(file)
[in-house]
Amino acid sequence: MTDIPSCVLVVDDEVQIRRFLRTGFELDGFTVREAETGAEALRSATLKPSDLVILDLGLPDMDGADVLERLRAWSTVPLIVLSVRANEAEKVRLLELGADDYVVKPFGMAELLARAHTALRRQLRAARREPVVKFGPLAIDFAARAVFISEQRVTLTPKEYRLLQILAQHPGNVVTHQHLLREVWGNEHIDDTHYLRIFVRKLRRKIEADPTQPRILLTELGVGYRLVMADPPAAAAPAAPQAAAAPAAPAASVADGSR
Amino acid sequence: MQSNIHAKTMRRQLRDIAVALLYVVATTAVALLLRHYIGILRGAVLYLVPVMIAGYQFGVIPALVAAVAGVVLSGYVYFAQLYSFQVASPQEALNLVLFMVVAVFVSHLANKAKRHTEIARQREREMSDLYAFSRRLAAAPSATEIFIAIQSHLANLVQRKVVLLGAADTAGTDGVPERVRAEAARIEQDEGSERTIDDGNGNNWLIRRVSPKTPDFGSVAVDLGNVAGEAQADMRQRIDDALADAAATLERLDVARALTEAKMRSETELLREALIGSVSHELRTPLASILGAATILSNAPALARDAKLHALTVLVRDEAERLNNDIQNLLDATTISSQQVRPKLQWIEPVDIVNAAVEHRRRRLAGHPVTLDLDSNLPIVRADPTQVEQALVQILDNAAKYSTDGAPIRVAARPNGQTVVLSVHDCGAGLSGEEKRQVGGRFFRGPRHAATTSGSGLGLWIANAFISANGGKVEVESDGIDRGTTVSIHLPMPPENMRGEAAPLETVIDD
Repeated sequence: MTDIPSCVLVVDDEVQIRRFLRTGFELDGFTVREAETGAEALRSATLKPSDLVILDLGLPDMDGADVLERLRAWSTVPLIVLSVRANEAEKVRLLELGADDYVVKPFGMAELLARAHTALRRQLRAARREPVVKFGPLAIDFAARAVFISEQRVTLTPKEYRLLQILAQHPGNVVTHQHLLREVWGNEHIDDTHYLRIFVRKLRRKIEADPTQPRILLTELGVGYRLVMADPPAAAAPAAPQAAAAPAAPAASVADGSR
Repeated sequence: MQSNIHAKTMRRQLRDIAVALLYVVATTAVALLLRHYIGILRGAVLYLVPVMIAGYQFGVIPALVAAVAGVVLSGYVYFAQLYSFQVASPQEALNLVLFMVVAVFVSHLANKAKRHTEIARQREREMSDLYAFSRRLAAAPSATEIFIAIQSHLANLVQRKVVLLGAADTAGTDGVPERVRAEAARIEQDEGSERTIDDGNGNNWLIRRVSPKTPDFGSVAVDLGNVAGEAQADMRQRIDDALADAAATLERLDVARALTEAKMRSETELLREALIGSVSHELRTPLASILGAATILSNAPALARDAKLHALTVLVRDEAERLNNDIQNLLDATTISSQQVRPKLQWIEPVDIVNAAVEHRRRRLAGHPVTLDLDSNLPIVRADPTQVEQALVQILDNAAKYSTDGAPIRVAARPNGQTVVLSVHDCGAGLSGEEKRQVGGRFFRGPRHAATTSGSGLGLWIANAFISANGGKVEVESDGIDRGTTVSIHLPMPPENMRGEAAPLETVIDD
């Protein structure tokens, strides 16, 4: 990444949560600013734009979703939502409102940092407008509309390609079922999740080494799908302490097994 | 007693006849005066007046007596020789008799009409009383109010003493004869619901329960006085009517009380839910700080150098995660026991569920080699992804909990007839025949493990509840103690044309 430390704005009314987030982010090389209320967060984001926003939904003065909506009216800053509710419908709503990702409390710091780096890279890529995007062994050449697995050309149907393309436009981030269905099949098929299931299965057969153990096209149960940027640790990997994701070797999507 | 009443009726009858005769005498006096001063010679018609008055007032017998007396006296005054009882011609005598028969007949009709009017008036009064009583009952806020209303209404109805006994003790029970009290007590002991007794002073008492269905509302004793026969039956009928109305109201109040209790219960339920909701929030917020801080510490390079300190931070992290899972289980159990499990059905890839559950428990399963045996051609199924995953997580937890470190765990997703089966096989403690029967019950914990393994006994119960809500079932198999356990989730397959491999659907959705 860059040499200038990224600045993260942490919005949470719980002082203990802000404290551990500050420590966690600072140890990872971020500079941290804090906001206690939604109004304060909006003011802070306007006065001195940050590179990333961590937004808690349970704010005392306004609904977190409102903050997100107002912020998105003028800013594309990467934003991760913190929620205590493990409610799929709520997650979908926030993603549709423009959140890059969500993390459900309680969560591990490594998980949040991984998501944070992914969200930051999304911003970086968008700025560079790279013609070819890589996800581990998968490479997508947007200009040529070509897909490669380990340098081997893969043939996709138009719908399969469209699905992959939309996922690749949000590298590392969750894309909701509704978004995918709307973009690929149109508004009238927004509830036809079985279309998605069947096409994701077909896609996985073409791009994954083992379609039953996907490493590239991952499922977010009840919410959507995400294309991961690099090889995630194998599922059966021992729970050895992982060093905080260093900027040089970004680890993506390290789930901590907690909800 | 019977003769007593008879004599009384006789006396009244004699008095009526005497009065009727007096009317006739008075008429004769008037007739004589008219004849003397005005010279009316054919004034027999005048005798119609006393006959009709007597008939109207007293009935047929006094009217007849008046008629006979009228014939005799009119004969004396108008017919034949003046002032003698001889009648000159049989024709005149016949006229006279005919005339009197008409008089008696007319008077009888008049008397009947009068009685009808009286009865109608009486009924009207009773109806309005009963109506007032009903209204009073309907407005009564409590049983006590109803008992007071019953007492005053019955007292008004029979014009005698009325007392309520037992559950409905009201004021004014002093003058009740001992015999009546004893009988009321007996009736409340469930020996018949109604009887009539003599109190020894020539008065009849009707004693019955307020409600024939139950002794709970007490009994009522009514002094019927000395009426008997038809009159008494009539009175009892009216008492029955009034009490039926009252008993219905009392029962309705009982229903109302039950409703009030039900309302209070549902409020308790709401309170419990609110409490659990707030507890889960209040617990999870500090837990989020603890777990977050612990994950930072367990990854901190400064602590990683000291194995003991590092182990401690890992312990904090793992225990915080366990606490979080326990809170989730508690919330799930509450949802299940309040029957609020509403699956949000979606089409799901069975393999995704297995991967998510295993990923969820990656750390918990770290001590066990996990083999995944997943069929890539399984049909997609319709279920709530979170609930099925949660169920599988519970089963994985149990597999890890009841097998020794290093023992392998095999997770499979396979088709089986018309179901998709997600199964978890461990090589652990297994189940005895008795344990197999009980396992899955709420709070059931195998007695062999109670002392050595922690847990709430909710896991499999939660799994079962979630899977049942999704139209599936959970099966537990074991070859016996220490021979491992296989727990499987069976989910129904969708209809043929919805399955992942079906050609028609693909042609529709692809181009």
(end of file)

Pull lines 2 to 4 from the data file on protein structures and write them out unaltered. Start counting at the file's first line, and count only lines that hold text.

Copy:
Amino acid sequence: MTDIPSCVLVVDDEVQIRRFLRTGFELDGFTVREAETGAEALRSATLKPSDLVILDLGLPDMDGADVLERLRAWSTVPLIVLSVRANEAEKVRLLELGADDYVVKPFGMAELLARAHTALRRQLRAARREPVVKFGPLAIDFAARAVFISEQRVTLTPKEYRLLQILAQHPGNVVTHQHLLREVWGNEHIDDTHYLRIFVRKLRRKIEADPTQPRILLTELGVGYRLVMADPPAAAAPAAPQAAAAPAAPAASVADGSR
Amino acid sequence: MQSNIHAKTMRRQLRDIAVALLYVVATTAVALLLRHYIGILRGAVLYLVPVMIAGYQFGVIPALVAAVAGVVLSGYVYFAQLYSFQVASPQEALNLVLFMVVAVFVSHLANKAKRHTEIARQREREMSDLYAFSRRLAAAPSATEIFIAIQSHLANLVQRKVVLLGAADTAGTDGVPERVRAEAARIEQDEGSERTIDDGNGNNWLIRRVSPKTPDFGSVAVDLGNVAGEAQADMRQRIDDALADAAATLERLDVARALTEAKMRSETELLREALIGSVSHELRTPLASILGAATILSNAPALARDAKLHALTVLVRDEAERLNNDIQNLLDATTISSQQVRPKLQWIEPVDIVNAAVEHRRRRLAGHPVTLDLDSNLPIVRADPTQVEQALVQILDNAAKYSTDGAPIRVAARPNGQTVVLSVHDCGAGLSGEEKRQVGGRFFRGPRHAATTSGSGLGLWIANAFISANGGKVEVESDGIDRGTTVSIHLPMPPENMRGEAAPLETVIDD
Repeated sequence: MTDIPSCVLVVDDEVQIRRFLRTGFELDGFTVREAETGAEALRSATLKPSDLVILDLGLPDMDGADVLERLRAWSTVPLIVLSVRANEAEKVRLLELGADDYVVKPFGMAELLARAHTALRRQLRAARREPVVKFGPLAIDFAARAVFISEQRVTLTPKEYRLLQILAQHPGNVVTHQHLLREVWGNEHIDDTHYLRIFVRKLRRKIEADPTQPRILLTELGVGYRLVMADPPAAAAPAAPQAAAAPAAPAASVADGSR